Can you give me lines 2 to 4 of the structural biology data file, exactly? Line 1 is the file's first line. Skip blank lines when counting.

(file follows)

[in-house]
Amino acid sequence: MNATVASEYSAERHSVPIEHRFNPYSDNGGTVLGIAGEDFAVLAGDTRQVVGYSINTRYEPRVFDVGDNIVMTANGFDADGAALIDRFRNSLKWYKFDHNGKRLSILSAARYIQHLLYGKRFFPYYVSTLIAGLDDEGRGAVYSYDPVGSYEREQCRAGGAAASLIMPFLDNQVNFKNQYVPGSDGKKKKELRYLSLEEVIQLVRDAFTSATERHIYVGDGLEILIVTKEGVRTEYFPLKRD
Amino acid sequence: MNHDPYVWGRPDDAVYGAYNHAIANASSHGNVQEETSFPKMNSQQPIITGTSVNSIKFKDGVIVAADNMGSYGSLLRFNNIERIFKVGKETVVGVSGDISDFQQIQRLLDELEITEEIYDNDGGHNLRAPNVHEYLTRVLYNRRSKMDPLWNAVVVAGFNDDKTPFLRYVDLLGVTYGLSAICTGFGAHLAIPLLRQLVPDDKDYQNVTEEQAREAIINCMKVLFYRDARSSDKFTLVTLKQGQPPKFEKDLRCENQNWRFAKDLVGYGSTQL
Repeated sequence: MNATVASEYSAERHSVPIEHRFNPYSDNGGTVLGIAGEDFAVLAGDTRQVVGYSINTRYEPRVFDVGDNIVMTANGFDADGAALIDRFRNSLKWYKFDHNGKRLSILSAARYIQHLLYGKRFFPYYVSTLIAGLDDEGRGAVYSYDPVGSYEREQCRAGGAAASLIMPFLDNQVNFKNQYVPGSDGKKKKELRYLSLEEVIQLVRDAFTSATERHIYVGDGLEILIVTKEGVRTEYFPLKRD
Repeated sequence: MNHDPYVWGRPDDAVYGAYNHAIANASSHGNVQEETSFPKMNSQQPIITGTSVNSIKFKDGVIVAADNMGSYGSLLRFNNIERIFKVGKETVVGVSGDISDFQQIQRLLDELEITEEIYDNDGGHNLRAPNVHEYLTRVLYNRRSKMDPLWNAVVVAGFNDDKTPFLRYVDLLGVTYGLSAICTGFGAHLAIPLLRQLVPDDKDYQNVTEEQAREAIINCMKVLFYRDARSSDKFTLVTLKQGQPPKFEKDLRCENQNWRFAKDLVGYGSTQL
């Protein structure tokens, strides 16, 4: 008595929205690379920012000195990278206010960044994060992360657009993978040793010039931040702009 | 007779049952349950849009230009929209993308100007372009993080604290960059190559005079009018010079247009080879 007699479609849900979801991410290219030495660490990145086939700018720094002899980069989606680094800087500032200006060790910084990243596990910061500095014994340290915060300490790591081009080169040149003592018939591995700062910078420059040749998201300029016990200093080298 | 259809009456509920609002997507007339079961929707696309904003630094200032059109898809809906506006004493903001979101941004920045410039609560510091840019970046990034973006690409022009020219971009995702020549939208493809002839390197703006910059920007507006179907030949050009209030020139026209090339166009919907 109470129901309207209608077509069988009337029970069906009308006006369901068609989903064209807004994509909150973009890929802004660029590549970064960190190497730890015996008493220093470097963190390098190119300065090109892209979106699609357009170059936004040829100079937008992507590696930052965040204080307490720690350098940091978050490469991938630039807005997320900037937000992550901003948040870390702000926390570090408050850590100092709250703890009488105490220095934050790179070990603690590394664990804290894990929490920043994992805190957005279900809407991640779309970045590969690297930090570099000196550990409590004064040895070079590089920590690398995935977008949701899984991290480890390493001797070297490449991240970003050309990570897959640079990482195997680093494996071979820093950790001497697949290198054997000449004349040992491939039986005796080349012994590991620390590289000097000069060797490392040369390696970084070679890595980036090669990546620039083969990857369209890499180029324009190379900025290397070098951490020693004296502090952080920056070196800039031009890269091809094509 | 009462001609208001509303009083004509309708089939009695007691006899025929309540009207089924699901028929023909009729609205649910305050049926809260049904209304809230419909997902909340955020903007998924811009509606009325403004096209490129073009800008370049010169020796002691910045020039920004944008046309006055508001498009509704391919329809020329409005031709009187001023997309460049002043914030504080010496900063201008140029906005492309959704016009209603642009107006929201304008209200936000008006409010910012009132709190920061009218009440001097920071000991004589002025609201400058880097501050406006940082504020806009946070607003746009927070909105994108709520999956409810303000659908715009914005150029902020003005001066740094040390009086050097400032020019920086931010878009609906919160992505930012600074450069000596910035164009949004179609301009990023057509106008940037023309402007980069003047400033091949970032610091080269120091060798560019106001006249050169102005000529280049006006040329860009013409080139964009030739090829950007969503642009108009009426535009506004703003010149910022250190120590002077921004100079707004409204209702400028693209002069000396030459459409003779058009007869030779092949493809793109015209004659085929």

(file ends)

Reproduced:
Amino acid sequence: MNATVASEYSAERHSVPIEHRFNPYSDNGGTVLGIAGEDFAVLAGDTRQVVGYSINTRYEPRVFDVGDNIVMTANGFDADGAALIDRFRNSLKWYKFDHNGKRLSILSAARYIQHLLYGKRFFPYYVSTLIAGLDDEGRGAVYSYDPVGSYEREQCRAGGAAASLIMPFLDNQVNFKNQYVPGSDGKKKKELRYLSLEEVIQLVRDAFTSATERHIYVGDGLEILIVTKEGVRTEYFPLKRD
Amino acid sequence: MNHDPYVWGRPDDAVYGAYNHAIANASSHGNVQEETSFPKMNSQQPIITGTSVNSIKFKDGVIVAADNMGSYGSLLRFNNIERIFKVGKETVVGVSGDISDFQQIQRLLDELEITEEIYDNDGGHNLRAPNVHEYLTRVLYNRRSKMDPLWNAVVVAGFNDDKTPFLRYVDLLGVTYGLSAICTGFGAHLAIPLLRQLVPDDKDYQNVTEEQAREAIINCMKVLFYRDARSSDKFTLVTLKQGQPPKFEKDLRCENQNWRFAKDLVGYGSTQL
Repeated sequence: MNATVASEYSAERHSVPIEHRFNPYSDNGGTVLGIAGEDFAVLAGDTRQVVGYSINTRYEPRVFDVGDNIVMTANGFDADGAALIDRFRNSLKWYKFDHNGKRLSILSAARYIQHLLYGKRFFPYYVSTLIAGLDDEGRGAVYSYDPVGSYEREQCRAGGAAASLIMPFLDNQVNFKNQYVPGSDGKKKKELRYLSLEEVIQLVRDAFTSATERHIYVGDGLEILIVTKEGVRTEYFPLKRD